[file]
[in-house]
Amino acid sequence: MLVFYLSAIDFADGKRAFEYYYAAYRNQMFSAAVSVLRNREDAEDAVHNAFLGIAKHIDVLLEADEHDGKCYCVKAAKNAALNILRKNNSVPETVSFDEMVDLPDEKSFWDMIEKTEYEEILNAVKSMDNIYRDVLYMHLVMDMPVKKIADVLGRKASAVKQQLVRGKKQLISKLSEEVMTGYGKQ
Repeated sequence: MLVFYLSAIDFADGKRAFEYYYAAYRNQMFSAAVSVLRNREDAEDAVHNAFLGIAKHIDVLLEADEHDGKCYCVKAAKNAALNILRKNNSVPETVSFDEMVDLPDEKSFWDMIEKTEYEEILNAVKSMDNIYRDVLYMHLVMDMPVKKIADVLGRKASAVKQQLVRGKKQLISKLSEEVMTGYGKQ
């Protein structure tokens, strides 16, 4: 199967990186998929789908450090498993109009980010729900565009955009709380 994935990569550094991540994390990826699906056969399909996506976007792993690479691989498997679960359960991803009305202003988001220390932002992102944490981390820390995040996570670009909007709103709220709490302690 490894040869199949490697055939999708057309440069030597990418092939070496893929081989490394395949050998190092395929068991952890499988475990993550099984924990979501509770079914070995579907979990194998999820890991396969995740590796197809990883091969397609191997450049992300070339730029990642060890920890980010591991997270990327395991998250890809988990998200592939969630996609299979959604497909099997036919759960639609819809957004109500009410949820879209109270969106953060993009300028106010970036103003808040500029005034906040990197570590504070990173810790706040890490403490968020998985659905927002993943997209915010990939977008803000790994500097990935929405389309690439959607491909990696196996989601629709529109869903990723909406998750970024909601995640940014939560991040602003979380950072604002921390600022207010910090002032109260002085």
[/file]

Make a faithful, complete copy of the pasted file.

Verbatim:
[in-house]
Amino acid sequence: MLVFYLSAIDFADGKRAFEYYYAAYRNQMFSAAVSVLRNREDAEDAVHNAFLGIAKHIDVLLEADEHDGKCYCVKAAKNAALNILRKNNSVPETVSFDEMVDLPDEKSFWDMIEKTEYEEILNAVKSMDNIYRDVLYMHLVMDMPVKKIADVLGRKASAVKQQLVRGKKQLISKLSEEVMTGYGKQ
Repeated sequence: MLVFYLSAIDFADGKRAFEYYYAAYRNQMFSAAVSVLRNREDAEDAVHNAFLGIAKHIDVLLEADEHDGKCYCVKAAKNAALNILRKNNSVPETVSFDEMVDLPDEKSFWDMIEKTEYEEILNAVKSMDNIYRDVLYMHLVMDMPVKKIADVLGRKASAVKQQLVRGKKQLISKLSEEVMTGYGKQ
């Protein structure tokens, strides 16, 4: 199967990186998929789908450090498993109009980010729900565009955009709380 994935990569550094991540994390990826699906056969399909996506976007792993690479691989498997679960359960991803009305202003988001220390932002992102944490981390820390995040996570670009909007709103709220709490302690 490894040869199949490697055939999708057309440069030597990418092939070496893929081989490394395949050998190092395929068991952890499988475990993550099984924990979501509770079914070995579907979990194998999820890991396969995740590796197809990883091969397609191997450049992300070339730029990642060890920890980010591991997270990327395991998250890809988990998200592939969630996609299979959604497909099997036919759960639609819809957004109500009410949820879209109270969106953060993009300028106010970036103003808040500029005034906040990197570590504070990173810790706040890490403490968020998985659905927002993943997209915010990939977008803000790994500097990935929405389309690439959607491909990696196996989601629709529109869903990723909406998750970024909601995640940014939560991040602003979380950072604002921390600022207010910090002032109260002085």